16 September 2014

ICT Feature: Preparing For another back to school season: Technology for students

 - Thursday, 13 September 2012, 00:00

As the summer holidays come to a close, many parents and students are beginning to get geared up for yet another scholastic year. Along with going through lists of what the children will be requiring for school, parents must shop for school uniforms and outfits for their children, as well as for books and stationery items.

In the back-to-school shopping madness, many parents and students are opting for the easier and more comfortable method of online shopping - and being able to compare prices and browse at any hour of the day. American students, for example, who move far away from home to pursue their studies try out services such as ‘Bed Bath and Beyond’ – an online store which allows them to shop online and pick up their items at a store close to their school. According to the industry group, National Retail Federation, the back-to-school shopping season is the second largest retail event of the year after holiday shopping. Moreover, it is increasingly becoming an online event: 40% of consumers say they shop for school products online. This is up by 9% from 2011.

The advantages of shopping online are that sites often reward loyal customers. An added plus of not taking children to the shops is that parents do not waste time fending off shop attendants pleas - they do not have to buy toys as a bribe. University students also turn to online shopping, as they would be otherwise busy during their studies or working during summer to run around buying books and supplies.

According to a study by Ebates, parents might not be as in touch with their children’s school needs as they think they might be. Children are far more interested in using technology during school hours to learn and work.

What do parent think that their kids want?

43% of parents assume that their kids want more clothes in everyday life, 17% believe that they would prefer shoes, and 13% of the surveyed believe that they would be interested in buying backpacks. Only 10% believe that they might want high-tech objects.

But what do kids really want?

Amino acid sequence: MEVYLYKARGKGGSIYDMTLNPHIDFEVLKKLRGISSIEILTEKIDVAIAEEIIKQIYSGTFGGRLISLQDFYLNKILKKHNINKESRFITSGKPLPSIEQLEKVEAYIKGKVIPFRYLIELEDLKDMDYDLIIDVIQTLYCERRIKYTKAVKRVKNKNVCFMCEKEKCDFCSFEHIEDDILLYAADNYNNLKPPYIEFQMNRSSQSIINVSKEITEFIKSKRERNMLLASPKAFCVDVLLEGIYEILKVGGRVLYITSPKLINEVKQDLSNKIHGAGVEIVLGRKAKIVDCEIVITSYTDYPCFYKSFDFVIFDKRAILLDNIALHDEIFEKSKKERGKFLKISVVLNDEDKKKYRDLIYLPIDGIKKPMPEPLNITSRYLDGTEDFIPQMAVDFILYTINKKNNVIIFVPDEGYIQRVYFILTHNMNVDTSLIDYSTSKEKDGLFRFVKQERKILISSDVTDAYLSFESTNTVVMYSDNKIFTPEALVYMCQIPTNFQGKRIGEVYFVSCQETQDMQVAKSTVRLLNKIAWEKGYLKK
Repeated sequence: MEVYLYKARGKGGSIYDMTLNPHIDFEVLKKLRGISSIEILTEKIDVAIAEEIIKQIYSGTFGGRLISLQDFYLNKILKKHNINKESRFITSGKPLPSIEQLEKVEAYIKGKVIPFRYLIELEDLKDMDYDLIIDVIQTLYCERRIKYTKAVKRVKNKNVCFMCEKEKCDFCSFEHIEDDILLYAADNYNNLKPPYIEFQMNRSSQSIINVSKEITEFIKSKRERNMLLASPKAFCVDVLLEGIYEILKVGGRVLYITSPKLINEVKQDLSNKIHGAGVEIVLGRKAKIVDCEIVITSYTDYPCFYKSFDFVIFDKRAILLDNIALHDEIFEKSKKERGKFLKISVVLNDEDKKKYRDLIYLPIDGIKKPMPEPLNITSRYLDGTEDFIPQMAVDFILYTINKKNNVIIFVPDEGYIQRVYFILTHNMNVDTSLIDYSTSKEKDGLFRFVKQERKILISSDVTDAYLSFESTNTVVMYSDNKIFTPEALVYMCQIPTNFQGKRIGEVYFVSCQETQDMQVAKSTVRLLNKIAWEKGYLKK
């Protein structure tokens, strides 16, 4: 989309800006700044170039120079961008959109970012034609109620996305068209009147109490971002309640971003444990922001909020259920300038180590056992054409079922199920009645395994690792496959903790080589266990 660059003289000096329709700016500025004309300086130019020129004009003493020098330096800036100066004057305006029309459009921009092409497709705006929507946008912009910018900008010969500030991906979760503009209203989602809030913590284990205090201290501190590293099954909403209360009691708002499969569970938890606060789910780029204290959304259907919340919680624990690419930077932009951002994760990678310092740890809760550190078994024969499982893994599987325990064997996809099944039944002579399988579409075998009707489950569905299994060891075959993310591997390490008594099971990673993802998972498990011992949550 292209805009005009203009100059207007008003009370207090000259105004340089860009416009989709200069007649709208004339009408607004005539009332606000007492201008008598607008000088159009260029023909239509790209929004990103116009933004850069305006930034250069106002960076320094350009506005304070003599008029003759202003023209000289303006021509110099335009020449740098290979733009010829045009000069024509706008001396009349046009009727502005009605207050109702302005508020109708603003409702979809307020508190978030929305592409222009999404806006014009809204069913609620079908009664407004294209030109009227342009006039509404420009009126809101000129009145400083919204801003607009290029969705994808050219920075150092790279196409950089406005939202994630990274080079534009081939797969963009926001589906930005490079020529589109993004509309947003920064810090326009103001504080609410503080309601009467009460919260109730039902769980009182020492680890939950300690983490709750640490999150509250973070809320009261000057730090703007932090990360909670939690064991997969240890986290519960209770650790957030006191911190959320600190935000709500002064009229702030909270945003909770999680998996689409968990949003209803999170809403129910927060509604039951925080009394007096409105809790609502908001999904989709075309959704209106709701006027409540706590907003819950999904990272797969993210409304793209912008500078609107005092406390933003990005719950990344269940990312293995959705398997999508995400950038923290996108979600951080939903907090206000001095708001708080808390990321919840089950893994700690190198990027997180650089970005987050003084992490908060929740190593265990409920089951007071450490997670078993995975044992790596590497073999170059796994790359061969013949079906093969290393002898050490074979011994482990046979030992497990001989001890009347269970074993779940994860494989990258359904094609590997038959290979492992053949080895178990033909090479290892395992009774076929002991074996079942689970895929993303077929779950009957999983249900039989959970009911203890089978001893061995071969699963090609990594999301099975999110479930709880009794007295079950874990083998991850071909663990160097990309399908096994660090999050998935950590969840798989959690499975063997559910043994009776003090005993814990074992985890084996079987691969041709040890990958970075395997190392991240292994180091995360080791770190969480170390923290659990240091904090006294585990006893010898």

42% of the surveyed children want high-tech gadgets for school, while just a surprising 29% want clothes for school, with the remaining percentage wanting shoes, backpacks and other objects.

Technology at school

There are different technologies for school to consider. These can be, for example, either mandatory machines such as an Internet-connected computer or highly convenient gadgets to help their owner remain productive, keep in touch with friends and family or for entertainment purposes. The good news for students is that a number of these gadgets and gear are relatively inexpensive and will not break the bank to purchase. Whether you are a cash-strapped student or a parent of one, the following list comprises of a handful of worthy recommendations.

Laptops and notebooks

Nowadays you can get decent performing laptops at a very economical price. One of the newest options for students for doing homework in style are Ultrabooks - a term coined by Intel for ultrathin and light yet powerful laptops that boot up quickly and last all day between charges. Some laptops and ultrabooks offer 8+ hours of battery life.


Students today are not only looking to buy smartphones for just calling and texting, but also for posting to social networks, as well as recording lectures, staying organised, researching papers. Through smartphones students can also access app shops through which they can watch, listen to and learn from thousand of lectures from professors at leading schools, for free. Furthermore, teachers can organise private courses for students and easily search for notes related to each lesson.

Tablets and eReaders

We all know that Apple’s new iPad is still the number one selling touchscreen tablet available on the market. However, students who still prefer a tablet but are turned off by the price of the iPad might be tempted by other less-costly tablets running on Android or Windows operating systems.

Other back-to-school tech considerations

• Comfortable, “ergonomic” mice and keyboards.

• Wireless all-in-one printers that also scan and copy.

• Digital voice recorders with sensitive microphones and ample capacity.

• External hard drives and USB drives to back-up important data.

Gail Buttigieg is currently placed at MITA as part of the Student Placement Programme 2012

The e-Skills manifesto

The European Commission has recently launched the e-Skills Manifesto. This builds on the success of the 2010 Manifesto and comes as a result of the second e-Skills Week campaign (which was held between the 26th and 30th March 2012). This Manifesto presents a diverse range of views on the most sensible approach to addressing the ICT skills deficit head-on.